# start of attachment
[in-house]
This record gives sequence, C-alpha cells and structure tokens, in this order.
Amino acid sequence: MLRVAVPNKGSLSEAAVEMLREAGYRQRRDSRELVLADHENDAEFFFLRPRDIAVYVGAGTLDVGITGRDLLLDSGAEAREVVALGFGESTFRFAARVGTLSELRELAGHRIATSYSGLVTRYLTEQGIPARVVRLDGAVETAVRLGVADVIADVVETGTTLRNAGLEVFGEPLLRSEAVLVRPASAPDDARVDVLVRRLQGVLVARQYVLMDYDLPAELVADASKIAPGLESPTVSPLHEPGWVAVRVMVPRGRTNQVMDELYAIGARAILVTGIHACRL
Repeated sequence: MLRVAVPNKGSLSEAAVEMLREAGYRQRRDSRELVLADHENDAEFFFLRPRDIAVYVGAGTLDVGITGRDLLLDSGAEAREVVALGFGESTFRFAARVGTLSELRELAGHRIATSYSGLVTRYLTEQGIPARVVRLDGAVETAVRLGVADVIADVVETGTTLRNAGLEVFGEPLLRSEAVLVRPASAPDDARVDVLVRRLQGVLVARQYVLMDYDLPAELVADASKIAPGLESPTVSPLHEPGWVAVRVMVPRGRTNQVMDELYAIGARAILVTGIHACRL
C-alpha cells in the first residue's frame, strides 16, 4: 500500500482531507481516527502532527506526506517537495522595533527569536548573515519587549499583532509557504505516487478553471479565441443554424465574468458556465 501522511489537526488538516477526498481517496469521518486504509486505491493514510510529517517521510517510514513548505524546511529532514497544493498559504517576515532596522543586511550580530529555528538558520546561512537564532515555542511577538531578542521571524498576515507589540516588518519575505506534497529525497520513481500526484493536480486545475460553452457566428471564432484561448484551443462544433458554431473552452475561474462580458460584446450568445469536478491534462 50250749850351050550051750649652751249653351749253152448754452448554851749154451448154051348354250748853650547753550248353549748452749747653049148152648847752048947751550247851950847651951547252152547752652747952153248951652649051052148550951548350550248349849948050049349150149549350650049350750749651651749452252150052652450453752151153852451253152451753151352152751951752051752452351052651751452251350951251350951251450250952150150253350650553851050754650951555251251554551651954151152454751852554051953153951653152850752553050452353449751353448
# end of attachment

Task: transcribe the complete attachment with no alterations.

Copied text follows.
[in-house]
This record gives sequence, C-alpha cells and structure tokens, in this order.
Amino acid sequence: MLRVAVPNKGSLSEAAVEMLREAGYRQRRDSRELVLADHENDAEFFFLRPRDIAVYVGAGTLDVGITGRDLLLDSGAEAREVVALGFGESTFRFAARVGTLSELRELAGHRIATSYSGLVTRYLTEQGIPARVVRLDGAVETAVRLGVADVIADVVETGTTLRNAGLEVFGEPLLRSEAVLVRPASAPDDARVDVLVRRLQGVLVARQYVLMDYDLPAELVADASKIAPGLESPTVSPLHEPGWVAVRVMVPRGRTNQVMDELYAIGARAILVTGIHACRL
Repeated sequence: MLRVAVPNKGSLSEAAVEMLREAGYRQRRDSRELVLADHENDAEFFFLRPRDIAVYVGAGTLDVGITGRDLLLDSGAEAREVVALGFGESTFRFAARVGTLSELRELAGHRIATSYSGLVTRYLTEQGIPARVVRLDGAVETAVRLGVADVIADVVETGTTLRNAGLEVFGEPLLRSEAVLVRPASAPDDARVDVLVRRLQGVLVARQYVLMDYDLPAELVADASKIAPGLESPTVSPLHEPGWVAVRVMVPRGRTNQVMDELYAIGARAILVTGIHACRL
C-alpha cells in the first residue's frame, strides 16, 4: 500500500482531507481516527502532527506526506517537495522595533527569536548573515519587549499583532509557504505516487478553471479565441443554424465574468458556465 501522511489537526488538516477526498481517496469521518486504509486505491493514510510529517517521510517510514513548505524546511529532514497544493498559504517576515532596522543586511550580530529555528538558520546561512537564532515555542511577538531578542521571524498576515507589540516588518519575505506534497529525497520513481500526484493536480486545475460553452457566428471564432484561448484551443462544433458554431473552452475561474462580458460584446450568445469536478491534462 50250749850351050550051750649652751249653351749253152448754452448554851749154451448154051348354250748853650547753550248353549748452749747653049148152648847752048947751550247851950847651951547252152547752652747952153248951652649051052148550951548350550248349849948050049349150149549350650049350750749651651749452252150052652450453752151153852451253152451753151352152751951752051752452351052651751452251350951251350951251450250952150150253350650553851050754650951555251251554551651954151152454751852554051953153951653152850752553050452353449751353448